Run your first InferenceService

A tutorial on building and deploying a model using the KServe Python SDK

The InferenceService custom resource is the primary interface that is used for deploying models on KServe. Inside an InferenceService, users can specify multiple components that are used for handling inference requests. These components are the predictor, transformer, and explainer. Learn more here.

In this tutorial, you will deploy an InferenceService with a predictor that will load a scikit-learn model trained with the iris dataset. This dataset has three output class: Iris Setosa, Iris Versicolour, and Iris Virginica.

You will then send an inference request to your deployed model in order to get a prediction for the class of iris plant your request corresponds to.

Before you begin

First, install the KServe SDK using the following command. If you run this command in a Jupyter notebook, restart the kernel after installing the SDK.

$ pip install kserve==0.7.0

Import kubernetes.client and kserve packages

from kubernetes import client 
from kserve import KServeClient
from kserve import constants
from kserve import utils
from kserve import V1beta1InferenceService
from kserve import V1beta1InferenceServiceSpec
from kserve import V1beta1PredictorSpec
from kserve import V1beta1SKLearnSpec

Declare Namespace

This will retrieve the current namespace of your Kubernetes context. The InferenceService will be deployed in this namespace.

namespace = utils.get_default_target_namespace()

Define InferenceService

Next, define the InferenceService based on several key parameters. In the predictor parameter, a V1beta1PredictorSpec object with an embedded V1beta1SKLearnSpec object is created. Inside the V1beta1SKLearnSpec object, a storage URI is provided, pointing to the location of the trained iris model in cloud storage.

api_version = constants.KSERVE_GROUP + '/' + kserve_version

isvc = V1beta1InferenceService(api_version=api_version,
                                   name=name, namespace=namespace, annotations={'':'false'}),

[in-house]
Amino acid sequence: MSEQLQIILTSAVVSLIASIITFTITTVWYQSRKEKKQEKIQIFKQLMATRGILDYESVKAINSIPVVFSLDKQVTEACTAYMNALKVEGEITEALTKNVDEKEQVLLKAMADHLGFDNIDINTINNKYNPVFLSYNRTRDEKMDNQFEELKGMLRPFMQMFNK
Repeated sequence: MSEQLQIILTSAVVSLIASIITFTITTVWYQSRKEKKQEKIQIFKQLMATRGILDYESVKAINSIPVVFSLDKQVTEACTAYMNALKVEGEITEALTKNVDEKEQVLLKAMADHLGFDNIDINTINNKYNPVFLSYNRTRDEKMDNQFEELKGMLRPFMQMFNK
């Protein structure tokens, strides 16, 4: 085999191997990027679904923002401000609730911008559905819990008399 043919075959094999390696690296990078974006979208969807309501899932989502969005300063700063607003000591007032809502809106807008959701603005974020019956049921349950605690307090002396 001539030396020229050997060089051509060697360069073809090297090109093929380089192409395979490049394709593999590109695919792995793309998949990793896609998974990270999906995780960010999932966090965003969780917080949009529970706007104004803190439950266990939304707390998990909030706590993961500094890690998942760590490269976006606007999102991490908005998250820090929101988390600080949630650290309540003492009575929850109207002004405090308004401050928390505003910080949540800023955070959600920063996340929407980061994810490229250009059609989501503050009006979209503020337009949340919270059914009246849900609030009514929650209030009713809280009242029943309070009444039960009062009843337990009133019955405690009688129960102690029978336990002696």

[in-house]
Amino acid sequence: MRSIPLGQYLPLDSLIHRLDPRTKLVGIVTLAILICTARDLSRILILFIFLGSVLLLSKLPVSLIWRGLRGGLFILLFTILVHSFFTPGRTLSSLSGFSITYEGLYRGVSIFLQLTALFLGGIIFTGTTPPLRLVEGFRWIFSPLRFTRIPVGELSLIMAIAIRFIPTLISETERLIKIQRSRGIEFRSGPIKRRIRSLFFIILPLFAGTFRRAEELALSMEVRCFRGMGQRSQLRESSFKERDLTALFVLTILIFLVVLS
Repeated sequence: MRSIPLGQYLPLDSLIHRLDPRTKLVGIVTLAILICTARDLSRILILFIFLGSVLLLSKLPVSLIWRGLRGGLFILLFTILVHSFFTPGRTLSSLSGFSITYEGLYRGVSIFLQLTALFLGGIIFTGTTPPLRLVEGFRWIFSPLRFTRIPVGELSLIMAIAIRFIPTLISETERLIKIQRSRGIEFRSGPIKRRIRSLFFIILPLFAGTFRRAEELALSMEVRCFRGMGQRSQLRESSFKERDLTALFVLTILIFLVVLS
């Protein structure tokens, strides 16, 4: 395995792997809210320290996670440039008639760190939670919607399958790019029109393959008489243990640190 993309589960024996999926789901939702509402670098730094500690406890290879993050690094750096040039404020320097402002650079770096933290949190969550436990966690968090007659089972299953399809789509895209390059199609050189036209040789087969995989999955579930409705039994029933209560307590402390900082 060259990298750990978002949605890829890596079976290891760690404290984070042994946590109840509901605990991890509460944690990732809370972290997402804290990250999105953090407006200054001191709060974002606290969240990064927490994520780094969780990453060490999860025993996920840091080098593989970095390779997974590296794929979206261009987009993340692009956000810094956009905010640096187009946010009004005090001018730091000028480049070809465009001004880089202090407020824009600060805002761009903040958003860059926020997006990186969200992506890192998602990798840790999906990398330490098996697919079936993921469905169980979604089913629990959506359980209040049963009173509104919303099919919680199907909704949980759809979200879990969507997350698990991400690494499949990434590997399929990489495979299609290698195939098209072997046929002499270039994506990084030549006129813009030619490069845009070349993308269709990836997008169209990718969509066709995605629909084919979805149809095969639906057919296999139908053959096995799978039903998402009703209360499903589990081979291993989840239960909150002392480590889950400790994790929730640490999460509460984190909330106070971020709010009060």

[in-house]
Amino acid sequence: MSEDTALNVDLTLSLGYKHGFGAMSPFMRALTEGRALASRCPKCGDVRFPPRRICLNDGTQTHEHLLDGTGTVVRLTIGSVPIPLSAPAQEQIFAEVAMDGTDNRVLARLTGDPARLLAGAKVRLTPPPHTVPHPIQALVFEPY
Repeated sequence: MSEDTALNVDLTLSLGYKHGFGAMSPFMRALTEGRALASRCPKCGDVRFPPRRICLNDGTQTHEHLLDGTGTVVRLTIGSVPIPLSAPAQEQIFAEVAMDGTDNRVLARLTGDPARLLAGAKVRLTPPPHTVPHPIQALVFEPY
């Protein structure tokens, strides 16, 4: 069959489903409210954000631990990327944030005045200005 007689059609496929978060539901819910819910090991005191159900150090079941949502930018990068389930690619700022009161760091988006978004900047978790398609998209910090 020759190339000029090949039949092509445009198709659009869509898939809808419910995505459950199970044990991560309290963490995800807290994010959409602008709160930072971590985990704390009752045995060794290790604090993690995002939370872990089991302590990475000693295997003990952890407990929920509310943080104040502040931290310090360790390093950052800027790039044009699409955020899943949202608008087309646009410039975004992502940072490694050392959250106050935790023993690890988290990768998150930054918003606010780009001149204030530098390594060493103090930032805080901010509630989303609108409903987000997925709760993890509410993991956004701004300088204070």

Create InferenceService

Now, with the InferenceService defined, you can now create it by calling the create method of the KServeClient.

KServe = KServeClient()

Check the InferenceService

Run the following command to watch the InferenceService until it is ready (or times out).

KServe.get(name, namespace=namespace, watch=True, timeout_seconds=120)

Perform Inference

Next, you can try sending an inference request to the deployed model in order to get predictions. This notebook assumes that you running it in your Kubeflow cluster and will use the internal URL of the InferenceService.

The Python requests library will be used to send a POST request containing your payload.

import requests

isvc_resp = KServe.get(name, namespace=namespace)
isvc_url = isvc_resp['status']['address']['url']


inference_input = {
  'instances': [
    [6.8,  2.8,  4.8,  1.4],
    [6.0,  3.4,  4.5,  1.6]

response =, json=inference_input)

You should see two predictions returned (i.e. {"predictions": [1, 1]}). Both sets of data points sent for inference correspond to the flower with index 1. In this case, the model predicts that both flowers are “Iris Versicolour”.

To learn more about sending inference requests, please check out the KServe guide.

Run Performance Test (Optional)

If you want to load test the deployed model, try deploying the Kubernetes Job to drive load to the InferenceService.

$ kubectl create -f -n kubeflow-user-example-com

Get Job Name

$ kubectl get pods --namespace=kubeflow-user-example-com | grep load

Check the Job Logs

$ kubectl logs <job-name> -n kubeflow-user-example-com

The output should look like similar to the following:

Requests      [total, rate, throughput]         30000, 500.02, 499.99
Duration      [total, attack, wait]             1m0s, 59.998s, 3.336ms
Latencies     [min, mean, 50, 90, 95, 99, max]  1.743ms, 2.748ms, 2.494ms, 3.363ms, 4.091ms, 7.749ms, 46.354ms
Bytes In      [total, mean]                     690000, 23.00
Bytes Out     [total, mean]                     2460000, 82.00
Success       [ratio]                           100.00%
Status Codes  [code:count]                      200:30000
Error Set:

Delete InferenceService

When you are done with your InferenceService, you can delete it by running the following.

KServe.delete(name, namespace=namespace)

Next Steps

Kubeflow Pipelines E2E MNIST Tutorial - provides an end-to-end test sequence (i.e. start a notebook, run a pipeline, execute training, hyperparameter tuning, and model serving with KServe).


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